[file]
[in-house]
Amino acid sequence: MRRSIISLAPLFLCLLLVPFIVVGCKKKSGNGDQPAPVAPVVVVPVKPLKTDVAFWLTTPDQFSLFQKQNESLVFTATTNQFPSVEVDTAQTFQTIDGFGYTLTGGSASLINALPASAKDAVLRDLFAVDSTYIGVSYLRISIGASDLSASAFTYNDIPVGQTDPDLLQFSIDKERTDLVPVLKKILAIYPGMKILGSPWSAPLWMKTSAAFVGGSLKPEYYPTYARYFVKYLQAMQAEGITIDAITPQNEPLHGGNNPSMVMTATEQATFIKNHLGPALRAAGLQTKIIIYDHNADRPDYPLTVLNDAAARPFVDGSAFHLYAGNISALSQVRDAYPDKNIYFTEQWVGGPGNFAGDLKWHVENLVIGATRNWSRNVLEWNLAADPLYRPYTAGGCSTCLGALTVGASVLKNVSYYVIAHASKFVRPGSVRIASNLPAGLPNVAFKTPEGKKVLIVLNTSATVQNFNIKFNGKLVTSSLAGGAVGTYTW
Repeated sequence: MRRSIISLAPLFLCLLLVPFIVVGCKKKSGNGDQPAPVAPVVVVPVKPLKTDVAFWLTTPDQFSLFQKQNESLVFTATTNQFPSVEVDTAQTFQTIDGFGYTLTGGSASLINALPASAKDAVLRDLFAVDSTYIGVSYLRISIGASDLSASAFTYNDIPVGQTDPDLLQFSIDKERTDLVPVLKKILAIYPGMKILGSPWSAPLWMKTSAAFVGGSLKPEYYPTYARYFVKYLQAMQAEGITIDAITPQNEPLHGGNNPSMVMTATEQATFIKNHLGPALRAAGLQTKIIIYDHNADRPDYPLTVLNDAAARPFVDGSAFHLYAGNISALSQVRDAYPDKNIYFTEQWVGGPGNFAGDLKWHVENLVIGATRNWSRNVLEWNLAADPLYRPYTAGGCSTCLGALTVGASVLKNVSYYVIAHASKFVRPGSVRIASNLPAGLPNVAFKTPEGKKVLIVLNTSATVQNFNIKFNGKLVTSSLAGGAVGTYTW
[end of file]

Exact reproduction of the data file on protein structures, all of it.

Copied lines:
[in-house]
Amino acid sequence: MRRSIISLAPLFLCLLLVPFIVVGCKKKSGNGDQPAPVAPVVVVPVKPLKTDVAFWLTTPDQFSLFQKQNESLVFTATTNQFPSVEVDTAQTFQTIDGFGYTLTGGSASLINALPASAKDAVLRDLFAVDSTYIGVSYLRISIGASDLSASAFTYNDIPVGQTDPDLLQFSIDKERTDLVPVLKKILAIYPGMKILGSPWSAPLWMKTSAAFVGGSLKPEYYPTYARYFVKYLQAMQAEGITIDAITPQNEPLHGGNNPSMVMTATEQATFIKNHLGPALRAAGLQTKIIIYDHNADRPDYPLTVLNDAAARPFVDGSAFHLYAGNISALSQVRDAYPDKNIYFTEQWVGGPGNFAGDLKWHVENLVIGATRNWSRNVLEWNLAADPLYRPYTAGGCSTCLGALTVGASVLKNVSYYVIAHASKFVRPGSVRIASNLPAGLPNVAFKTPEGKKVLIVLNTSATVQNFNIKFNGKLVTSSLAGGAVGTYTW
Repeated sequence: MRRSIISLAPLFLCLLLVPFIVVGCKKKSGNGDQPAPVAPVVVVPVKPLKTDVAFWLTTPDQFSLFQKQNESLVFTATTNQFPSVEVDTAQTFQTIDGFGYTLTGGSASLINALPASAKDAVLRDLFAVDSTYIGVSYLRISIGASDLSASAFTYNDIPVGQTDPDLLQFSIDKERTDLVPVLKKILAIYPGMKILGSPWSAPLWMKTSAAFVGGSLKPEYYPTYARYFVKYLQAMQAEGITIDAITPQNEPLHGGNNPSMVMTATEQATFIKNHLGPALRAAGLQTKIIIYDHNADRPDYPLTVLNDAAARPFVDGSAFHLYAGNISALSQVRDAYPDKNIYFTEQWVGGPGNFAGDLKWHVENLVIGATRNWSRNVLEWNLAADPLYRPYTAGGCSTCLGALTVGASVLKNVSYYVIAHASKFVRPGSVRIASNLPAGLPNVAFKTPEGKKVLIVLNTSATVQNFNIKFNGKLVTSSLAGGAVGTYTW